Author's Note: Okay, so this isn't the first piece of fiction I've written, and doubtless it won't be the last. I must admit I am an absolute 'newbie' to this sight, so I've not actually read many other pieces of fiction on here, but, if you so wish, I would be happy to read pretty much anything - I'm a self-confessed bookworm, and there's not much I dislike to get my teeth into!

Anyway, I suppose I should start here by saying something about the story that follows this little note. I've written out a Prologue plus other chapters, and they've been passed around by my friends for a couple of long months, and they've finally forced me to sign up here and post. I do so in hopes that people will review and give me constructive criticism, and hopefully like my story. I've written other things which I will also post, but this...attempted novel is definately my favourite, and is quite close to my heart.

If anyone fancies Beta-reading my work, I'd be most grateful!


If music be the food of love, play on;

Give me excess of it, that, surfeiting,

The appetite may sicken, and so die.

- Twelftg Night; William Shakespeare.


Prologue

When you've played your best, an applause is a welcome wonder. The sound of a thousand hands slapping together in praise is fantastic. Your soul lights on fire and your lips spread into only the most beautiful of smiles. When you've not played well, an applause is a welcome exit. But when you've played your best, and you know you've still lost - you still weren't good enough. Applause is bittersweet. Your lips are smiling, but your eyes are tearing. A film of water covers your irises, and threatens to spill down your cheeks, leaving blotchy red tracks in the torrent's wake.

During my bittersweet applause I am one of those who manages to hold her tears. They will come, but not before my crowd; I am too proud to allow such a display. And, having played better than ever before in my career, nobody would expect such a show. It would be misinterpreted. 'She's crying with happiness because she knows she's won' they would think. 'She's overwhelmed by the experience', they would say.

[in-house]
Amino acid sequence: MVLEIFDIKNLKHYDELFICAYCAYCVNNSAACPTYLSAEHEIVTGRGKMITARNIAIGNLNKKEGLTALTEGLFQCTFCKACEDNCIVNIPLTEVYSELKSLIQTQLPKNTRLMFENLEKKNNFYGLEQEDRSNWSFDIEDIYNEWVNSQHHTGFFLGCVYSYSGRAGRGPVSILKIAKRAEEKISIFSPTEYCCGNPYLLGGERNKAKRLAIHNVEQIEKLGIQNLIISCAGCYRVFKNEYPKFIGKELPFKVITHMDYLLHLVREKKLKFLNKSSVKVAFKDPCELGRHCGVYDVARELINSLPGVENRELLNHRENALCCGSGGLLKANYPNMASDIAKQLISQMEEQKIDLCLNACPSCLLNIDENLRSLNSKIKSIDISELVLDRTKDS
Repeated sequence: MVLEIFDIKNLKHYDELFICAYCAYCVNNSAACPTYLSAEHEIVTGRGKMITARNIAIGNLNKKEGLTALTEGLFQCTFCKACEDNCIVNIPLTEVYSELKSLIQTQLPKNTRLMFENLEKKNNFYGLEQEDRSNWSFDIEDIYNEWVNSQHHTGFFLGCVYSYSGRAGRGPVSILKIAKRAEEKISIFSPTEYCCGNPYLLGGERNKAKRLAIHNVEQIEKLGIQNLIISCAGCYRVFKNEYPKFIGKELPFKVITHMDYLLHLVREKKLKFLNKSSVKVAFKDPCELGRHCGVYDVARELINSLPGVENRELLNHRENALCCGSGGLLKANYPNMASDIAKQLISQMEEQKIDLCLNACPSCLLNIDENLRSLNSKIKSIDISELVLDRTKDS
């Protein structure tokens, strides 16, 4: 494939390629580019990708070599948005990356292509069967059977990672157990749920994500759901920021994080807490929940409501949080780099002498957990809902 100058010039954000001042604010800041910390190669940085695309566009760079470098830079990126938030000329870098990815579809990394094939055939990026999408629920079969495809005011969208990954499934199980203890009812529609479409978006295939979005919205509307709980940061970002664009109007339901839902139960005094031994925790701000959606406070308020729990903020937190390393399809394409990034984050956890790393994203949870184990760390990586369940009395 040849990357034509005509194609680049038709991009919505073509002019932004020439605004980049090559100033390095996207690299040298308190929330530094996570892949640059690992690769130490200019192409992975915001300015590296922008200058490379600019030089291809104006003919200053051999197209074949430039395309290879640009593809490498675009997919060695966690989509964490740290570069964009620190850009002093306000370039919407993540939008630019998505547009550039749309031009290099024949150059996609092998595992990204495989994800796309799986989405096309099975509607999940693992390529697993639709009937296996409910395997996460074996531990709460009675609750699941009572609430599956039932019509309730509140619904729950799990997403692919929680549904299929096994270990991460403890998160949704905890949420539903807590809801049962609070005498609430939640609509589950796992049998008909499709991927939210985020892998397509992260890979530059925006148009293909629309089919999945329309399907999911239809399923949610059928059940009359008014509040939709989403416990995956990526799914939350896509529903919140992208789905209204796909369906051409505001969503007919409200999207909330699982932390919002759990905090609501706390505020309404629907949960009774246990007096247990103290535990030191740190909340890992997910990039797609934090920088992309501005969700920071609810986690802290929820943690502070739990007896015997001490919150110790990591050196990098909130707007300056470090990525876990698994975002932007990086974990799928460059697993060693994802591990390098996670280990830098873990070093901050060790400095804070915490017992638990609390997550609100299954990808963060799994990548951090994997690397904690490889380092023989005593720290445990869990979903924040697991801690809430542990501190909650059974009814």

But I would not be crying for either reason. Sobs would wreck through my body, should I let them, because I know I am not the best, as I once believed.

Though perhaps it is not even that, perhaps it is because I realise now that I never even deserved to be the best. And somehow, somewhere deep inside, I knew that all along. That's why I tried to hard. And that's also why I failed.

A genius in their art can ruin their skill by working to better something when they cannot. If you paint a picture and keep trying to add different, complex strokes, or designs, eventually, the picture will be lost, and rendered worthless. Because there is too much. The same way, I have honed my skills to the extreme; alone, I may be as relaxed as I wish, I can make beautiful music. But before a crowd, my fingers have become mechanical, robotic. I have not become 'just another musician', because, despite my mechanized response to an audience, it is recognised by most critics that I am exceptionally talented. But, despite the fandom I have achieved. The following that has gathered around me. I constantly disappoint myself.

And, despite what I may have believed for the majority of my life, I know now that genius can be surpassed by hard work. Especially if the hard worker relaxes into their own separate style. A genius in their art can be the 'next big thing'. The next Mozart, the next Schubert, the next Brahms, the next Beethoven. But what's more impressive is when a musician works diligently to imitate these styles, to perfectly conquer each classic composition; and then combines the skills gained through the practice of each one, within themselves, to create a carefully balanced blend.